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Housing Advocates Say Settlement is Not Enough

Thursday, September 27, 2012

 

Massachusetts borrowers hit by the foreclosure crisis are eligible for roughly $14.6 million in cash payments as part of the $25 billion national mortgage settlement, but some Central Mass housing advocates said the money will barely scratch the surface of the state's housing woes.

Attorney General Martha Coakley's office announced on Wednesday that claim forms are being sent to the more than 21,000 eligible borrowers in the Commonwealth who lost their homes to foreclosure between January 2008 and the end of 2011.

“Our office worked hard to ensure the best possible outcome for Massachusetts borrowers through the national settlement and will continue to provide assistance to distressed homeowners through our settlement funded HomeCorps program,” Coakley said.

“These payments will help those who were foreclosed in recent years by entities we allege didn’t follow proper servicing standards.”

The settlement came through in April of this year, and Massachusetts received a $44.5 million direct payment of its own, which has been used to launch the Attorney General's HomeCorps program offering support and advocacy to distressed borrowers throughout the state.

Claim forms will be sent out around the Bay State between now and October 12, and the deadline to file all claims is January 18, 2013. The cash payments are expected to be sent out mid-2013.

While $14.6 million may seem like a lot of money, Martha Assefa, community organizer for the Worcester Anti-Foreclosure Team, said the state has also seen a lot of foreclosures.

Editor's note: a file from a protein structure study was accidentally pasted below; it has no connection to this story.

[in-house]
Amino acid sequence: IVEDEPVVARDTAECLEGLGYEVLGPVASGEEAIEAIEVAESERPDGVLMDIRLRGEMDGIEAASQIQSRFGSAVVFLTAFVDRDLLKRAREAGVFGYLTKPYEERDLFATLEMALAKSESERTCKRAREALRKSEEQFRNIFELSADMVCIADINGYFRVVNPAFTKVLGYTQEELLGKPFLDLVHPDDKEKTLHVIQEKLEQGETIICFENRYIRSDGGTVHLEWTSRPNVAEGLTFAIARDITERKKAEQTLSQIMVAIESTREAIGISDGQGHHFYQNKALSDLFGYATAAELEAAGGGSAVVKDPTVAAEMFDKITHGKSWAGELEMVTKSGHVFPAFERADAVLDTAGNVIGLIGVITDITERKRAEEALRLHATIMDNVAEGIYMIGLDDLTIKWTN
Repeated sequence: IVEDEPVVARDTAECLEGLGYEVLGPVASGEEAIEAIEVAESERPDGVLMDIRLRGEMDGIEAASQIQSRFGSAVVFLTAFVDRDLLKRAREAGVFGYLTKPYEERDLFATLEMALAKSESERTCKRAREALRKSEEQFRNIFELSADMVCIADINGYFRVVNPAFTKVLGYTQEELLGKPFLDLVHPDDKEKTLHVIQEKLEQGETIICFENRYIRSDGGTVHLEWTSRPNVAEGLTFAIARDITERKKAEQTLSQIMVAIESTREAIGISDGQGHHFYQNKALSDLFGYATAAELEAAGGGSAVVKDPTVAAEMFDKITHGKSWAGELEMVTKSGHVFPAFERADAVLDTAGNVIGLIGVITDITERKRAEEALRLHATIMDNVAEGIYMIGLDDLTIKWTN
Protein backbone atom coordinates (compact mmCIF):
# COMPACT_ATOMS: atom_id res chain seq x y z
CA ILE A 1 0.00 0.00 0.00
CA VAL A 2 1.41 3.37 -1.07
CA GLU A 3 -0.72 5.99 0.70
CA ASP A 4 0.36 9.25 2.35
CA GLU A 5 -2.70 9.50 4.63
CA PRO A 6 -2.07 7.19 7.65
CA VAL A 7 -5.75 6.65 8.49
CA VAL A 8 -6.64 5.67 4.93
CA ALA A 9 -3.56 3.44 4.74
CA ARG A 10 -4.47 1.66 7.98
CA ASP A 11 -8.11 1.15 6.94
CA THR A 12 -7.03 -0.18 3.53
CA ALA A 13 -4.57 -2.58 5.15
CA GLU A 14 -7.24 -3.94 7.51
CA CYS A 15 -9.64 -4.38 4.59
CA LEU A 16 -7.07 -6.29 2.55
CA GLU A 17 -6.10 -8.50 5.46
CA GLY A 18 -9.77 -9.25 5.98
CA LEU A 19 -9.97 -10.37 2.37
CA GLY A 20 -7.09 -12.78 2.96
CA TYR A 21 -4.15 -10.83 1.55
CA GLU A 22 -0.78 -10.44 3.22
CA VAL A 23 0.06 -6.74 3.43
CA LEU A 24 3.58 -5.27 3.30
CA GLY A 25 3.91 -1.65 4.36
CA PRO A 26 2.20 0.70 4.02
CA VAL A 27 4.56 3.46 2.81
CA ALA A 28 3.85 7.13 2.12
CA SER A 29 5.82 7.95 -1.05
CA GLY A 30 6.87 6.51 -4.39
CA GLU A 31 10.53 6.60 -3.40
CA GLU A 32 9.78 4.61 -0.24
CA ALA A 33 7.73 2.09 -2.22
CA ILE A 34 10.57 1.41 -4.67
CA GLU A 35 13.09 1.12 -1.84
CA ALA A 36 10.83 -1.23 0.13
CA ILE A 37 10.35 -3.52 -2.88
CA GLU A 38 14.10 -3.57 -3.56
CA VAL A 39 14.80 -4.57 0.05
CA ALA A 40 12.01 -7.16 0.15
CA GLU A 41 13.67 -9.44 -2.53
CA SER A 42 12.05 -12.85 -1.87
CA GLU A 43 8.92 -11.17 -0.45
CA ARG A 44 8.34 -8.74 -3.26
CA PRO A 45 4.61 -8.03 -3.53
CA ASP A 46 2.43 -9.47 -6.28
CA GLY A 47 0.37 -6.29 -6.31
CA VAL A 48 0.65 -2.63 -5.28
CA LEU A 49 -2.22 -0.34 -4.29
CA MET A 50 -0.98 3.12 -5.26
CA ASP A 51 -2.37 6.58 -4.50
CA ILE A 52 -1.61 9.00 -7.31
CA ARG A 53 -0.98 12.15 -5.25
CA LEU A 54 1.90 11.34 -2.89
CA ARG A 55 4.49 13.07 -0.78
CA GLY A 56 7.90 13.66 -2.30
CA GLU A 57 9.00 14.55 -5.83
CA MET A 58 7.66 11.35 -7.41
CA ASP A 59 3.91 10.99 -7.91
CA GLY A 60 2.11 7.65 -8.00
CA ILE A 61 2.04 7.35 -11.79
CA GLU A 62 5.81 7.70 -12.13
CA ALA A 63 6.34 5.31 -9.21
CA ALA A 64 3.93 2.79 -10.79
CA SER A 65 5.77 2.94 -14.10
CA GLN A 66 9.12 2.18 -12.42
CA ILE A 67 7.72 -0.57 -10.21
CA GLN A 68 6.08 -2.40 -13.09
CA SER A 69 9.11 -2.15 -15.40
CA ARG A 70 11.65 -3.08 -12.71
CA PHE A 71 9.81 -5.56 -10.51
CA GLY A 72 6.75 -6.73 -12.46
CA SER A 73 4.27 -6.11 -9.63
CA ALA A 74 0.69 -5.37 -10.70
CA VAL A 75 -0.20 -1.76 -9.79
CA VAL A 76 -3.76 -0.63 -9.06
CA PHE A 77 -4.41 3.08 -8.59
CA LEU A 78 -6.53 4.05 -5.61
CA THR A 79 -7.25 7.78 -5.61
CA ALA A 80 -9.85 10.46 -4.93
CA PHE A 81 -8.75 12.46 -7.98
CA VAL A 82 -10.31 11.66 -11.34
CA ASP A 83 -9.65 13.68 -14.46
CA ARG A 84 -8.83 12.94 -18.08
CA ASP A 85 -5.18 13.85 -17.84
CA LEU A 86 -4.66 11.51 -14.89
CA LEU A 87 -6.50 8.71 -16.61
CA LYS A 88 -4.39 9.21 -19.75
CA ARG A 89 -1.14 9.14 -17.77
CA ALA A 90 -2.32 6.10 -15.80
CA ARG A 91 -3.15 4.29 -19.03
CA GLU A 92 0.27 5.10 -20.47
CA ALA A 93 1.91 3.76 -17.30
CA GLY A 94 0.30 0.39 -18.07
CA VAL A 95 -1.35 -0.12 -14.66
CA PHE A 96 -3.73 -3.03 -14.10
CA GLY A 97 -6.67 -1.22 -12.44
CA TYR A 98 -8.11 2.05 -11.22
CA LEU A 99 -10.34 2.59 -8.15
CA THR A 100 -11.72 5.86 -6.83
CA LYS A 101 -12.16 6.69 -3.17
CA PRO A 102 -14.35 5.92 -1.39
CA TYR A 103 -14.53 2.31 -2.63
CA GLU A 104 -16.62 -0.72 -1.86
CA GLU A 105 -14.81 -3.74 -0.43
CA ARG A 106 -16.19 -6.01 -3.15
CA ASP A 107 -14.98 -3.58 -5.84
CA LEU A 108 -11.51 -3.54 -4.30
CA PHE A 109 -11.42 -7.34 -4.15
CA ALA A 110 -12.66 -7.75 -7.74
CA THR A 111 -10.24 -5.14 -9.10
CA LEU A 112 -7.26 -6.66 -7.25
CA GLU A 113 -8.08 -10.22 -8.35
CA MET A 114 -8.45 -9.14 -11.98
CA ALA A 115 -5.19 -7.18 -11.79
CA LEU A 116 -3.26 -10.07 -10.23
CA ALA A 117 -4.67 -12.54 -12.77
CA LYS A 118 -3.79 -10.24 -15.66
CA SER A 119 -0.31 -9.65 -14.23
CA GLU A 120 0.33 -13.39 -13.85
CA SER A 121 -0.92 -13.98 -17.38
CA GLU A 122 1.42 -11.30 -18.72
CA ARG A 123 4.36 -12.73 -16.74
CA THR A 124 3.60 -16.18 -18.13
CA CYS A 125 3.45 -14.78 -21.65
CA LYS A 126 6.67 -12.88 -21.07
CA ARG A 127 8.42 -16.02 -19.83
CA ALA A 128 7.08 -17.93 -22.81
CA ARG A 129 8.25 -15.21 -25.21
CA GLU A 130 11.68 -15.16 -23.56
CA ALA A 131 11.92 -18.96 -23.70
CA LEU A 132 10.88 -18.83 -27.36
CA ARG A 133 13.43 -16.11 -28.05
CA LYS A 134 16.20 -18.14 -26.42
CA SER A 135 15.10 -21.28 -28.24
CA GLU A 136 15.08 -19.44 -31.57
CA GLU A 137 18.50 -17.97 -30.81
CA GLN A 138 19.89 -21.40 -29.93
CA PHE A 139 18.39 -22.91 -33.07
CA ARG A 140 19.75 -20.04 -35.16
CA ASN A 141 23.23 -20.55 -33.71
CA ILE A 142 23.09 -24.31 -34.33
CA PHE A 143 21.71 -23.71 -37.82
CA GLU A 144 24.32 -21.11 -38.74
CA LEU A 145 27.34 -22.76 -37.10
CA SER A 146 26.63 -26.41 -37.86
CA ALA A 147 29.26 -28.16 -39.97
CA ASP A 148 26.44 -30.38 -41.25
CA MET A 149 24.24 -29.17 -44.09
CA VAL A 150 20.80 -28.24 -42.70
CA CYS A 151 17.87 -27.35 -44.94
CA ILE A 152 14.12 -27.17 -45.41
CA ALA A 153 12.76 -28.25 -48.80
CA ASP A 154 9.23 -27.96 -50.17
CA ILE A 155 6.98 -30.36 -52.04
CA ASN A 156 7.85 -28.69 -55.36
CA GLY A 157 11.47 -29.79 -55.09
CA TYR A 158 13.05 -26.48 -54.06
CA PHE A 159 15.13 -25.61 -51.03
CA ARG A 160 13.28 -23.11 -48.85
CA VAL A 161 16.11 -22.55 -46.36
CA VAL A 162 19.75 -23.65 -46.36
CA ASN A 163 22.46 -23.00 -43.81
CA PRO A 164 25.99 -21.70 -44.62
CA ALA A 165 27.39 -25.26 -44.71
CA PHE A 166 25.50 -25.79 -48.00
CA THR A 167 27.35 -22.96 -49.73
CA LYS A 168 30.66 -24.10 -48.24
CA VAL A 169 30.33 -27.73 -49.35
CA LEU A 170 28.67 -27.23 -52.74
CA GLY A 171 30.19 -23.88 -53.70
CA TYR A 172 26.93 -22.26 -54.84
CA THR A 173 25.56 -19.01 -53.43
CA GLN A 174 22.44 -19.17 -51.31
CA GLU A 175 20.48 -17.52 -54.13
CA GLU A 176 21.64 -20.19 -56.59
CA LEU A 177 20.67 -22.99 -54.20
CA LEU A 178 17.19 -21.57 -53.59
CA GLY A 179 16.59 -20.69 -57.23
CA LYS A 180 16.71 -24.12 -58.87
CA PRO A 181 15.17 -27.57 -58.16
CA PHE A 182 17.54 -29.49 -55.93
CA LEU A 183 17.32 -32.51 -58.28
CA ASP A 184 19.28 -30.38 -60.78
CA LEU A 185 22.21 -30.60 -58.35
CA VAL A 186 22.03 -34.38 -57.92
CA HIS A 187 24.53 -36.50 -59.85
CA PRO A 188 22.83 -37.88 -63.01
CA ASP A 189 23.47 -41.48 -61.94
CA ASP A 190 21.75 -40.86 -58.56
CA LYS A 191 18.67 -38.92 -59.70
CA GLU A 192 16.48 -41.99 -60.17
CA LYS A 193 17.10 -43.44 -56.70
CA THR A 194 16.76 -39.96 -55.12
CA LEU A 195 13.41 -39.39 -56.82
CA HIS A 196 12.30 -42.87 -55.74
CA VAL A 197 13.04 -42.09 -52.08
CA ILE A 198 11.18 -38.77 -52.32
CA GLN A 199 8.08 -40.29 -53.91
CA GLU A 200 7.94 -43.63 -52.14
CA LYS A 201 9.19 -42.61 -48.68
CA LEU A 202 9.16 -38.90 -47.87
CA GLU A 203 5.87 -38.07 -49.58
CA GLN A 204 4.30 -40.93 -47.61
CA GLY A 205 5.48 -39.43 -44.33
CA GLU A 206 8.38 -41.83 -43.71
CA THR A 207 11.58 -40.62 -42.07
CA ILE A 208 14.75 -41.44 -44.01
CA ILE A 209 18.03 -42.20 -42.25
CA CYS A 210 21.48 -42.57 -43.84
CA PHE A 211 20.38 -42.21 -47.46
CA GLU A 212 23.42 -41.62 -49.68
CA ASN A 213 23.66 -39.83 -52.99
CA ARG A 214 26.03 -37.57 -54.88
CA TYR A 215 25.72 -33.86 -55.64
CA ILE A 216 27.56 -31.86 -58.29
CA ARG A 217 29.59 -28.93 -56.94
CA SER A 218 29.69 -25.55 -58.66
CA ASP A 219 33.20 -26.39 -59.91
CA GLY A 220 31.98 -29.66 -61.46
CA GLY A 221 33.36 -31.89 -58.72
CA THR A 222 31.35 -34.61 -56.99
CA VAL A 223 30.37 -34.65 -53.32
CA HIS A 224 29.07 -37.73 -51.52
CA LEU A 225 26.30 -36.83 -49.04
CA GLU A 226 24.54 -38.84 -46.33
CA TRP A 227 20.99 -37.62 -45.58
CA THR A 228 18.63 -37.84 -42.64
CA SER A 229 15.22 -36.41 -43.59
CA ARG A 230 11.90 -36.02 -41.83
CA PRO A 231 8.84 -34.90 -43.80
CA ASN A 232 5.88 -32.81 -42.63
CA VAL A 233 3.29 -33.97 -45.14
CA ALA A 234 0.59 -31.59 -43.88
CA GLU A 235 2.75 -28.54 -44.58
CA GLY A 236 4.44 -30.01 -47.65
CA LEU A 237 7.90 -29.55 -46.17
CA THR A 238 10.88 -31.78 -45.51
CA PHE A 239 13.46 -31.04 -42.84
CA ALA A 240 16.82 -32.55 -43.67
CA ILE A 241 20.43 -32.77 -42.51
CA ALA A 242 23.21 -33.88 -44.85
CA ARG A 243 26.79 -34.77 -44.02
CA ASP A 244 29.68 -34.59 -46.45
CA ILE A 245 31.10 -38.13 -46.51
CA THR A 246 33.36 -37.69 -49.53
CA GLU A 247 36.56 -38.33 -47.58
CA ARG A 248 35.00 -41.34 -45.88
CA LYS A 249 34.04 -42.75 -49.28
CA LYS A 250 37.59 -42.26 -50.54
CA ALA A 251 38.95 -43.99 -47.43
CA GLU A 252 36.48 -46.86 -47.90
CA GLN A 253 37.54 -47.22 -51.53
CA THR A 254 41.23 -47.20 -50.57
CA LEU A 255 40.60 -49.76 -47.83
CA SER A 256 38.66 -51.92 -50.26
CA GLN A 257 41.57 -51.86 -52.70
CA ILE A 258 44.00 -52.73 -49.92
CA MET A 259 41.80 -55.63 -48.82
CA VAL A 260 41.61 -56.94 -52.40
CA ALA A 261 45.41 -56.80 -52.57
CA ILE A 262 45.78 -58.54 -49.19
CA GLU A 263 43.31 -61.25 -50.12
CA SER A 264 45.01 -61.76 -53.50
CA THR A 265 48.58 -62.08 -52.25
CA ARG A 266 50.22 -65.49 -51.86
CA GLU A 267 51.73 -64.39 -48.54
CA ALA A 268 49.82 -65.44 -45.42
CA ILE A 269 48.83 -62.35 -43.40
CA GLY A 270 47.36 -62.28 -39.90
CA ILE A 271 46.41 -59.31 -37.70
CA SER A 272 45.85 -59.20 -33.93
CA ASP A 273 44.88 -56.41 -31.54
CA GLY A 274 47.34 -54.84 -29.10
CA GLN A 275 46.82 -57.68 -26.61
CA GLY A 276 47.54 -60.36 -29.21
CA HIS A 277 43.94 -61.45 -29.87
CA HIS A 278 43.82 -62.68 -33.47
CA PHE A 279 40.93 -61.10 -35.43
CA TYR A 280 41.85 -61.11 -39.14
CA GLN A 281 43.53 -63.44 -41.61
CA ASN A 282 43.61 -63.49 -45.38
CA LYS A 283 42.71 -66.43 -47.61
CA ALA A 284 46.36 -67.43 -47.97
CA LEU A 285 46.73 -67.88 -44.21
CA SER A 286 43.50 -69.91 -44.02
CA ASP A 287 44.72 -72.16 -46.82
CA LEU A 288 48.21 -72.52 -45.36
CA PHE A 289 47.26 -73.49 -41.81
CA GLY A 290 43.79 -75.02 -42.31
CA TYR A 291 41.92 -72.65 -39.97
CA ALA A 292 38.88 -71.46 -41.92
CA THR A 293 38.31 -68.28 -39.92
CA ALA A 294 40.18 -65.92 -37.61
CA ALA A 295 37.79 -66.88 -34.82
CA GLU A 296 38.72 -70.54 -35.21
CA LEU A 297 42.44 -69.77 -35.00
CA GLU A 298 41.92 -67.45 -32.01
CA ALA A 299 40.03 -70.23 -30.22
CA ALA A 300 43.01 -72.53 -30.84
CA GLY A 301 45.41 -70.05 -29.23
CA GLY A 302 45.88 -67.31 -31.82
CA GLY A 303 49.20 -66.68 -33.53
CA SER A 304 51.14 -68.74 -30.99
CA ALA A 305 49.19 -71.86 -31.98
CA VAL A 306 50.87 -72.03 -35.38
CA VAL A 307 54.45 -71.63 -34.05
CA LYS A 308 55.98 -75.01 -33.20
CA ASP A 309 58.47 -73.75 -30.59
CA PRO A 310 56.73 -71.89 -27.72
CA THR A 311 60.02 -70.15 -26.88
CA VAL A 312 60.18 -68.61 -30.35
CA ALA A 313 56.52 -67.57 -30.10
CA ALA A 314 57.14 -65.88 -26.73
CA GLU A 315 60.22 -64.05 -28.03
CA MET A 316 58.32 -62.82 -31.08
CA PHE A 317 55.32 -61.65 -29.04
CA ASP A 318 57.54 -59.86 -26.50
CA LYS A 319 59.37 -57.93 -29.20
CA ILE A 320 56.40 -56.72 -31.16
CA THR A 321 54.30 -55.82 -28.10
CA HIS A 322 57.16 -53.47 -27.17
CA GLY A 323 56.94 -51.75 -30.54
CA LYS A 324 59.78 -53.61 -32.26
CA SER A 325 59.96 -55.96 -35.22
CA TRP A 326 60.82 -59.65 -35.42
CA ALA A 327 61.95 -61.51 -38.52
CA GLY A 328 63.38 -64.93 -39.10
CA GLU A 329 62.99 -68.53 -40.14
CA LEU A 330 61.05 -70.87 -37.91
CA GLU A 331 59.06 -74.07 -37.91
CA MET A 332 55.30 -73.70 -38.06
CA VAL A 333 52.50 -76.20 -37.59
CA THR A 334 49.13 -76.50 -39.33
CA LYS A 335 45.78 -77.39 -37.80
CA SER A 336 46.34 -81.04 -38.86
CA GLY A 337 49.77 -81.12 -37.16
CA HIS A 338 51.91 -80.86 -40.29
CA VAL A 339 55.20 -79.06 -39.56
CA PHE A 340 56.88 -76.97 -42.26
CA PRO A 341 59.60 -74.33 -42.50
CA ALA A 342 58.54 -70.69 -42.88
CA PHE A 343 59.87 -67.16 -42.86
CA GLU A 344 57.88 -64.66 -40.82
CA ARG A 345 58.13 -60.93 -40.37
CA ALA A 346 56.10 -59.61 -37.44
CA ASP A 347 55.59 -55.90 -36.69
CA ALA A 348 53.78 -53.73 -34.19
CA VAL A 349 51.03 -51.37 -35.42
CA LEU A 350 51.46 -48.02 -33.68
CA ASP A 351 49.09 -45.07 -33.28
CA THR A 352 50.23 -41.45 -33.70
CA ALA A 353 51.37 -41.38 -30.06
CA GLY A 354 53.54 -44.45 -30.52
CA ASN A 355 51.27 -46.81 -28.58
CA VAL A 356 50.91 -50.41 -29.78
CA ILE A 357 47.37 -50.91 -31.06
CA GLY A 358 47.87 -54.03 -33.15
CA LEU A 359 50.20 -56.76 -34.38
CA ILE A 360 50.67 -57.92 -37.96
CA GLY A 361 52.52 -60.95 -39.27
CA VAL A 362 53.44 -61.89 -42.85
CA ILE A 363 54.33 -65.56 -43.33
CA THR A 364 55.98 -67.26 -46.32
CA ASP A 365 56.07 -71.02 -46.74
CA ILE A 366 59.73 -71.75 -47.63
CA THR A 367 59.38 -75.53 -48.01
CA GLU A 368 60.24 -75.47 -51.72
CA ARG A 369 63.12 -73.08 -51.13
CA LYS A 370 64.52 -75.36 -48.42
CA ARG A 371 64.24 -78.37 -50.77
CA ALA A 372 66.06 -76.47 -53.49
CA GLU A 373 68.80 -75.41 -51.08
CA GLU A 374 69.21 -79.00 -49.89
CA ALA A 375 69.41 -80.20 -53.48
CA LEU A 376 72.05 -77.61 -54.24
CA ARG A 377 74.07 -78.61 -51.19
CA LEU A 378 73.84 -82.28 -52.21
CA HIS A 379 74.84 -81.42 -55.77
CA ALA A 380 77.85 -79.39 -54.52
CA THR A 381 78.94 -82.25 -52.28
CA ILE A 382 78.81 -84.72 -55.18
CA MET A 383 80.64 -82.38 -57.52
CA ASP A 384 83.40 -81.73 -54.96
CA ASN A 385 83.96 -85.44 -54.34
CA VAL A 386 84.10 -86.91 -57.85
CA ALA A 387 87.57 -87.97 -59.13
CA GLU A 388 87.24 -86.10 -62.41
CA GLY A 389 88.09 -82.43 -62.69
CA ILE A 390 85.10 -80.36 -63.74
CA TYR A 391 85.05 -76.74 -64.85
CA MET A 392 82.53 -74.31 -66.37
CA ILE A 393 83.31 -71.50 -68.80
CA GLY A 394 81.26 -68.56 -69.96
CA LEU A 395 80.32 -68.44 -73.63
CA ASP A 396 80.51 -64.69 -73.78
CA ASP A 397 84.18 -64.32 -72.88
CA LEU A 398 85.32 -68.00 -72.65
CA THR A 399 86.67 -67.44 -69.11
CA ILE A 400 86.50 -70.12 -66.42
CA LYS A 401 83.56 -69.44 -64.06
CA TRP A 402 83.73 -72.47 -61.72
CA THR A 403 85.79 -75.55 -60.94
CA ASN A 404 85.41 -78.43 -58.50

"If everyone gets the same amount, that's not a lot of money."

Split evenly between 21,000 borrowers, the $14.6 million settlement works out to about $700 per foreclosure, which Assefa said was "a drop in the bucket" for someone who may have lost their home over four years ago.

Still, every dollar counts.

"It's not much in the grand scheme of things," she said, "but we will be making sure whoever we're working with will apply and see what happens with the process."

Assefa said another potential issue is that many borrowers who might be eligible for those cash payments have already been scared out of their homes and will never learn of the claim forms.

"People still are learning their rights."

The fact that filing a payment claim for the newly available funds will not affect any other outstanding legal claims was a plus for Assefa in Wednesday's announcement.

"I am glad that them applying for this does not waive any of their rights," she said.

With about 90 active members, the Worcester Anti-Foreclosure Team runs a comprehensive outreach program, which includes knocking on doors every weekend to tell borrowers about their rights and help walk them through the various application processes for assistance and relief.

"Obviously we're going to be working with our members from any of the banks to see if they did qualify from that period and make sure that they submit whatever paperwork is necessary," Assefa said.
 

 

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